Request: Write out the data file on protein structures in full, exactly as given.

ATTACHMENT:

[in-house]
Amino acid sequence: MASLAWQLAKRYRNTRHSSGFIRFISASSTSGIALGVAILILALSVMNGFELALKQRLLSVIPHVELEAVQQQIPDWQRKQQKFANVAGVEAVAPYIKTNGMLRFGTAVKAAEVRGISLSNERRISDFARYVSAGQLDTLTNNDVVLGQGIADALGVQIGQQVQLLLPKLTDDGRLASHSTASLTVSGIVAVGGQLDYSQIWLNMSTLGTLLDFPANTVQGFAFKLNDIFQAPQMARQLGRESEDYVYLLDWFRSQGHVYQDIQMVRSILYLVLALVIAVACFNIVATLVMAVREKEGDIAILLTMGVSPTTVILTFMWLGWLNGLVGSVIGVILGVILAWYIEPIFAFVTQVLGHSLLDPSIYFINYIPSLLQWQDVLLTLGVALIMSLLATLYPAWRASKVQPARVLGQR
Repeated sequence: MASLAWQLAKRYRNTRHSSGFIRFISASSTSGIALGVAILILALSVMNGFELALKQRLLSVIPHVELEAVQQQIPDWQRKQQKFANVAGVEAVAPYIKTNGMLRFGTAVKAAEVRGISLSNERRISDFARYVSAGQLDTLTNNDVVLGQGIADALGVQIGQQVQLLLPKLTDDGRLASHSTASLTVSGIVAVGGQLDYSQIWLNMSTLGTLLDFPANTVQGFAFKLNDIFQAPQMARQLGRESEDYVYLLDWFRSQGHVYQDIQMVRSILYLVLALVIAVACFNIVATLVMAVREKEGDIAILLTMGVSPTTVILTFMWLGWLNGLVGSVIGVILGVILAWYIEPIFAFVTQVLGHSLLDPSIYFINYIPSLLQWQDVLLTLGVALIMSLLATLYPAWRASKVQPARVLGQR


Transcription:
[in-house]
Amino acid sequence: MASLAWQLAKRYRNTRHSSGFIRFISASSTSGIALGVAILILALSVMNGFELALKQRLLSVIPHVELEAVQQQIPDWQRKQQKFANVAGVEAVAPYIKTNGMLRFGTAVKAAEVRGISLSNERRISDFARYVSAGQLDTLTNNDVVLGQGIADALGVQIGQQVQLLLPKLTDDGRLASHSTASLTVSGIVAVGGQLDYSQIWLNMSTLGTLLDFPANTVQGFAFKLNDIFQAPQMARQLGRESEDYVYLLDWFRSQGHVYQDIQMVRSILYLVLALVIAVACFNIVATLVMAVREKEGDIAILLTMGVSPTTVILTFMWLGWLNGLVGSVIGVILGVILAWYIEPIFAFVTQVLGHSLLDPSIYFINYIPSLLQWQDVLLTLGVALIMSLLATLYPAWRASKVQPARVLGQR
Repeated sequence: MASLAWQLAKRYRNTRHSSGFIRFISASSTSGIALGVAILILALSVMNGFELALKQRLLSVIPHVELEAVQQQIPDWQRKQQKFANVAGVEAVAPYIKTNGMLRFGTAVKAAEVRGISLSNERRISDFARYVSAGQLDTLTNNDVVLGQGIADALGVQIGQQVQLLLPKLTDDGRLASHSTASLTVSGIVAVGGQLDYSQIWLNMSTLGTLLDFPANTVQGFAFKLNDIFQAPQMARQLGRESEDYVYLLDWFRSQGHVYQDIQMVRSILYLVLALVIAVACFNIVATLVMAVREKEGDIAILLTMGVSPTTVILTFMWLGWLNGLVGSVIGVILGVILAWYIEPIFAFVTQVLGHSLLDPSIYFINYIPSLLQWQDVLLTLGVALIMSLLATLYPAWRASKVQPARVLGQR